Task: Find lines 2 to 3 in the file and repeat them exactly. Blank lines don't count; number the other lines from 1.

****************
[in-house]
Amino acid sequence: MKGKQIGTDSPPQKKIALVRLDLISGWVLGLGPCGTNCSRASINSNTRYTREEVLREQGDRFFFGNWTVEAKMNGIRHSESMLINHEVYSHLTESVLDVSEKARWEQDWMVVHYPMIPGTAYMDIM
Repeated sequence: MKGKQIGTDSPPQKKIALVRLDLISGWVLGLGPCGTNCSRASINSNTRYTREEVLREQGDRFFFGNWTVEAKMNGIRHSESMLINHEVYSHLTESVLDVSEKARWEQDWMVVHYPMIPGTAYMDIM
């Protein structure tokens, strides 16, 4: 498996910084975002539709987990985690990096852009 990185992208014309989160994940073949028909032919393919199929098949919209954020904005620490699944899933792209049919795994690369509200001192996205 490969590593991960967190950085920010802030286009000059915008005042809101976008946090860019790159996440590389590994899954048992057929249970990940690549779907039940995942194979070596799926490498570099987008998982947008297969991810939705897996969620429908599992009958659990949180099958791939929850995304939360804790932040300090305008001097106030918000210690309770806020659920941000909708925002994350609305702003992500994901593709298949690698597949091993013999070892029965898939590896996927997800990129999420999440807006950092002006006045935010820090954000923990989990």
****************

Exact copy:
Amino acid sequence: MKGKQIGTDSPPQKKIALVRLDLISGWVLGLGPCGTNCSRASINSNTRYTREEVLREQGDRFFFGNWTVEAKMNGIRHSESMLINHEVYSHLTESVLDVSEKARWEQDWMVVHYPMIPGTAYMDIM
Repeated sequence: MKGKQIGTDSPPQKKIALVRLDLISGWVLGLGPCGTNCSRASINSNTRYTREEVLREQGDRFFFGNWTVEAKMNGIRHSESMLINHEVYSHLTESVLDVSEKARWEQDWMVVHYPMIPGTAYMDIM